I’ve been to Heide more times than I care to remember. When I lived in Melbourne, I was lucky to live about a 20 minute drive from there. It is a beautiful oasis in the middle of suburbia.
This time, I was alone. The little BGs were in the safe hands of Nana and Papa and Mr BG was recording in Brunswick (I’m no Yoko, sitting around a recording studio would have to be the most boring thing in the world…). This means I could stay for as long as I wanted in the galleries, taking my time to look at things without having to kid wrangle at the same time.
I was there to see the Mirka Mora exhibition, but I was pleasantly surprised to see an exhibition of the drawings of Joy Hester and Albert Tucker. I’m more fascinated in their story as a creative couple, and their dynamics together, than in their output. It’s that whole Heide period that intrigues me.
Mirka was a collection of drawings completed over her extensive career. It also explained her focus on children and innocence, as a means of recapturing a childhood lost during the Holocaust. It also featured photographs of Mirka of her time in Australia and her close association with Heide and the Reeds.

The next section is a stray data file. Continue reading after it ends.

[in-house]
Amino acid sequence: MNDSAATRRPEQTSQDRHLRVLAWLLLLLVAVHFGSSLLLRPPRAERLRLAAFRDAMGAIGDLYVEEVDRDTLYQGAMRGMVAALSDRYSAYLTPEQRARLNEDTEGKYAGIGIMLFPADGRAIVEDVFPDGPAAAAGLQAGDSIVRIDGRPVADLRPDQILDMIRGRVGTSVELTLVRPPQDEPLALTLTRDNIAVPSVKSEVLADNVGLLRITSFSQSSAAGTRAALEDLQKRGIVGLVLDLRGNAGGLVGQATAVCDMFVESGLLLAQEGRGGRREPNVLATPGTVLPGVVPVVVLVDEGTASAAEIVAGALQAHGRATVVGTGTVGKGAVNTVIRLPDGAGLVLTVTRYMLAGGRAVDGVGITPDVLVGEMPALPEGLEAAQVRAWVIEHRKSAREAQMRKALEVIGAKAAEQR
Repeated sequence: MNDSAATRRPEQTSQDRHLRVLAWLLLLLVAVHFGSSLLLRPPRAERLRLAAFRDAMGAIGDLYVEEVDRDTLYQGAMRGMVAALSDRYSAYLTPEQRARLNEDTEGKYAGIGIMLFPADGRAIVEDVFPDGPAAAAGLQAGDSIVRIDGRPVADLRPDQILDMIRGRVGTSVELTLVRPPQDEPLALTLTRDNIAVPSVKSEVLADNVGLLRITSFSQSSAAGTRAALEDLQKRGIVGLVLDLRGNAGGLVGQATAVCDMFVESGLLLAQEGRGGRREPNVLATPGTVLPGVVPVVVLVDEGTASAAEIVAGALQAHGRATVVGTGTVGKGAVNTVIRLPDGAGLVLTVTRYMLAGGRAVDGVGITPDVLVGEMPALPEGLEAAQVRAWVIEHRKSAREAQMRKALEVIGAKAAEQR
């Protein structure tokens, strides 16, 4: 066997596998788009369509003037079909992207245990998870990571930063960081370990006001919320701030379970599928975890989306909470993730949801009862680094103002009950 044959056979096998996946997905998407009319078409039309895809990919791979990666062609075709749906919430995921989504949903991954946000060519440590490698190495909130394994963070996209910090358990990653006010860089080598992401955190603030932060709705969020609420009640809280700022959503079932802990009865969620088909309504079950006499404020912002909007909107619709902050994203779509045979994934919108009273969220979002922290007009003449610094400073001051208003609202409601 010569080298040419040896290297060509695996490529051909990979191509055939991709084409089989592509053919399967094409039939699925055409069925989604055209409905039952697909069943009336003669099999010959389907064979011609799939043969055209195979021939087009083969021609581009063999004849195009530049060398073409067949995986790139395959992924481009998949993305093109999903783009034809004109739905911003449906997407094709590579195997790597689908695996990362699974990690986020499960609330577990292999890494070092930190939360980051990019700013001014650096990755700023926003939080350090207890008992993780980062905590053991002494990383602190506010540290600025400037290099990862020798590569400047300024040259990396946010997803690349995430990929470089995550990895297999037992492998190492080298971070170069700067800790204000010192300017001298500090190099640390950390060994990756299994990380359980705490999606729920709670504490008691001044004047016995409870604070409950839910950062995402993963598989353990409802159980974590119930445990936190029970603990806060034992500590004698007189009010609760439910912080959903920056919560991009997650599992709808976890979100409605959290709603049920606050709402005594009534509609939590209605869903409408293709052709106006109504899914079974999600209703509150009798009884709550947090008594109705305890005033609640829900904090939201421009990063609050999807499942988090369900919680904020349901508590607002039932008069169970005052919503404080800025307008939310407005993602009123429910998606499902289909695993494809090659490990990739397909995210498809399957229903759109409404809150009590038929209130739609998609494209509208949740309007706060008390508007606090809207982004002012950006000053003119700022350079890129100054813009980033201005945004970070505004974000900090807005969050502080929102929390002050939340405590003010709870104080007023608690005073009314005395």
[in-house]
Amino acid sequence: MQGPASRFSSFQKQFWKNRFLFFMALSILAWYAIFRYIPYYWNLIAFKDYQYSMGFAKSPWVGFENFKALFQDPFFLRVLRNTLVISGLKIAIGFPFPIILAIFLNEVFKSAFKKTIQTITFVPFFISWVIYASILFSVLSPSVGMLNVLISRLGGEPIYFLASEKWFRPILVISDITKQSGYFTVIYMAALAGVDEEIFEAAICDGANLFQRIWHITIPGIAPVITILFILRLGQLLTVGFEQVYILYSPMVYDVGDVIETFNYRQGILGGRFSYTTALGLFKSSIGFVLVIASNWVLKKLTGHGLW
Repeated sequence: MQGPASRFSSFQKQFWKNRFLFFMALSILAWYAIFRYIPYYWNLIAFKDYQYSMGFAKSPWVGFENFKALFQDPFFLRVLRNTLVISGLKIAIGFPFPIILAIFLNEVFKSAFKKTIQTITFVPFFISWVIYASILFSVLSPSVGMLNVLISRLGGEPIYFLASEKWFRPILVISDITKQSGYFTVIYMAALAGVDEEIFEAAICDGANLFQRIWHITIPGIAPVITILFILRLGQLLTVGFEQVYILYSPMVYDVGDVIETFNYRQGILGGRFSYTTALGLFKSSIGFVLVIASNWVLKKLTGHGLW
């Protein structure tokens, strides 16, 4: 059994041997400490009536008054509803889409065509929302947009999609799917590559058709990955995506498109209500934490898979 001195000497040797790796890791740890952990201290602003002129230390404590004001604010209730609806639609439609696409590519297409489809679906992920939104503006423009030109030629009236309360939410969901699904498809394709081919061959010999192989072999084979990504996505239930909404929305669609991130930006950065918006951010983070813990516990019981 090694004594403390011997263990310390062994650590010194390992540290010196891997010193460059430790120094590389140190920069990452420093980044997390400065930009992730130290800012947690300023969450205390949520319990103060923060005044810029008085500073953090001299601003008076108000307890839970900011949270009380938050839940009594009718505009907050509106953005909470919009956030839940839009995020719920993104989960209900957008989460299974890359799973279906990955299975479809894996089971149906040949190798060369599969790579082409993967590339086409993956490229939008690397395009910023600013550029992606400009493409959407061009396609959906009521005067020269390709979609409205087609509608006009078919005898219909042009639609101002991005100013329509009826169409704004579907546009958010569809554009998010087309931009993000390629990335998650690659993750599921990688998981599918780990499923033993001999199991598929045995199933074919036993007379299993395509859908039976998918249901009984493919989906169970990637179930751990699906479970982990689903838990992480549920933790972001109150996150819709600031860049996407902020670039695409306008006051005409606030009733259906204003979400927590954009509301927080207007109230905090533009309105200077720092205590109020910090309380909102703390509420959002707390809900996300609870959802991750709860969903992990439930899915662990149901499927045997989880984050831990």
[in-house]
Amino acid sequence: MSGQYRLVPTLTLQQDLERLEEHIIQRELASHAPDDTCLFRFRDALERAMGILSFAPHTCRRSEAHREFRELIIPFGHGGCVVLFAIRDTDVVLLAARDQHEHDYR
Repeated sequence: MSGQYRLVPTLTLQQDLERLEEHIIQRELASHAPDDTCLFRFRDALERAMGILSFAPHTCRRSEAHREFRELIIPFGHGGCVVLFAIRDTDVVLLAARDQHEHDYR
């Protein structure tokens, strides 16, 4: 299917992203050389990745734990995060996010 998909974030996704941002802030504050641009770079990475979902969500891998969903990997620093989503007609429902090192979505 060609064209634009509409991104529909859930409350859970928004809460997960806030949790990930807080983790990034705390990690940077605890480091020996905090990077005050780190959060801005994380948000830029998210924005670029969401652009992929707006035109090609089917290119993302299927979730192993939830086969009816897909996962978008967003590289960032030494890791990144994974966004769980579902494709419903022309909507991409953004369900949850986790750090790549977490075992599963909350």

However, the aspect I found the most interesting was the exhibition’s location, Heide I, which was the original farmhouse in which the Reeds first lived. My favourite rooms there would have to be the kitchen, with its beautiful yellow walls, the gorgeous blue and white tiles, and the library.
The joint Hester/Tucker exhibition was fascinating, as it detailed their drawings from the period they were together as a couple. While Hester’s primary artistic expression was through drawing and pen and ink, Tucker viewed drawing as a step toward the end medium of painting. However side by side, their drawings show the influences each had on each other’s work, as well as the themes they explored concurrently.
In the early stages of their relationship, Tucker as the more senior showed a more guiding hand to Hester while she was a student. However as Hester,more attuned to a pen or pencil, was freer and more epxressionistic in her work, her influence began to show in Tucker’s own drawings. The exhibition is also interspersed with Tucker’s photos, and a beautiful one of Hester,and Sweeney as a baby, both asleep in the bed.
The visit was rounded out with a walk through the kitchen gardens, with lunch in the cade. Most of the food was nice, but service was incredibly slow, especially for a lunch that was largely pre-prepared. I’ll bring a picnic lunch instead next time!